We were as surprised as anyone else by the arrest of a suspect in the bomb threats against JCCs and other Jewish institutions in the United States and abroad, even as we counseled three weeks ago that “at least until we get a better idea of who did what, and why, we need to be careful not to impugn one political side or the other for incubating the perpetrators.”
It is probably fair to say that virtually no one imagined that the alleged perpetrator would turn out to be a teenage Jewish male with U.S. and Israeli citizenship, who was living in Israel. That’s almost all we know about Michael Kaydar, who Israeli authorities arrested on March 23 on suspicion of making most of the bomb threats we have lived through this year, as well as threats in Australia and New Zealand in 2015.
Even without Donald Trump’s entrance into politics — which many have blamed for inflaming ethnic and religious divisions and making it acceptable again to voice hate — most Jews pointed to right-wing white supremacists as the most likely culprits for a mass targeting of Jewish institutions. And it appears that they were wrong. Even so, it doesn’t mean that we should be less vigilant against hate and threats or that we should be less focused upon issues of safety for our community. We need to keep all of that up.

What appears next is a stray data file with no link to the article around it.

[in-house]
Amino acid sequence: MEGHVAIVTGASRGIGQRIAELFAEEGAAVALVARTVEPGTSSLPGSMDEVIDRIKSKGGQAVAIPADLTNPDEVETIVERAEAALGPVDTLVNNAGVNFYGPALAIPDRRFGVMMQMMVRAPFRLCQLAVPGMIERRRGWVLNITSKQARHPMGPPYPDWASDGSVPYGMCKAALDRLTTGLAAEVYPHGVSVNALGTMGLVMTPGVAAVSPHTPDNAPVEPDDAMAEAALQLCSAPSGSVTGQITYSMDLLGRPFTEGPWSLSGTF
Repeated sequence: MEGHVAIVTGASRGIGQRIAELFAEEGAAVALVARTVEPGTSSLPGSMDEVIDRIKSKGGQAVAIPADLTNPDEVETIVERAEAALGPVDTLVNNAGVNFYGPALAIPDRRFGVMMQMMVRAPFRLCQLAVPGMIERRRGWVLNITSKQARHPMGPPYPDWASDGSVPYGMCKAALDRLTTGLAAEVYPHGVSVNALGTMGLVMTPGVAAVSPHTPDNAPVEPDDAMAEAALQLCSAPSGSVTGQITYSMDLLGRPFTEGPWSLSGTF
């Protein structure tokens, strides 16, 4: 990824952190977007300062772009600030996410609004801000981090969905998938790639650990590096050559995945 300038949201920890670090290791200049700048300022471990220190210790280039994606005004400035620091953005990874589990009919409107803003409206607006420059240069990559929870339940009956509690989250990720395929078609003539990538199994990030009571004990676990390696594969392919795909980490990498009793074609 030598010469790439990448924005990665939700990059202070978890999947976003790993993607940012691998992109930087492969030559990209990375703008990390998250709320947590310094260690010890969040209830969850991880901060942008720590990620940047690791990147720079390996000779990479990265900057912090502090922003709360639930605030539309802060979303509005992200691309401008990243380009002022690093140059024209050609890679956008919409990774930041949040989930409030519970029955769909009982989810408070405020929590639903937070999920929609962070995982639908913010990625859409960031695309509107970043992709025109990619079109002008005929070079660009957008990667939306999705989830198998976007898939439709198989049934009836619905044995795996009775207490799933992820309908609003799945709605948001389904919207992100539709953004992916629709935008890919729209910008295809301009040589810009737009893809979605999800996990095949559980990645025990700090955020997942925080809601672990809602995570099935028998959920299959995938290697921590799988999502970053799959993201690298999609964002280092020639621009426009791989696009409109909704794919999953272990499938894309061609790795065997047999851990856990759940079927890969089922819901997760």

But, if Kaydar is the culprit, what lessons have we learned from this terrible and disquieting odyssey? Perhaps first and foremost, we learned that when we feel under siege, it is difficult to keep an open mind, to stay away from prejudging a result and to let law enforcement do its job. And second, we learned that individuals can use the power of technology to create tremendous disruption and fear, and possibly worse. There is more, of course, but these two lessons are significant.
We don’t yet know Kaydar’s alleged motives, or whether he is mentally disturbed, as some reports indicate. But, as observed by the ADL’s Jonathan Greenblatt, what he is accused of doing was “calculated to sow fear and anxiety and put the entire Jewish community on high alert.” And the fact that he is Jewish doesn’t change the analysis.
We are left with the fundamental fact that there are people out there who want to do bad things — to Jews, and also to other vulnerable minorities. That is a reality we are not going to change. So, we need to protect ourselves and our community and remain alert to threats. And when bad stuff happens, we need to remain calm, work with law enforcement and welcome the support of the many who wish us well. But we should never presume to know, in the absence of any evidence, just who is to blame and why.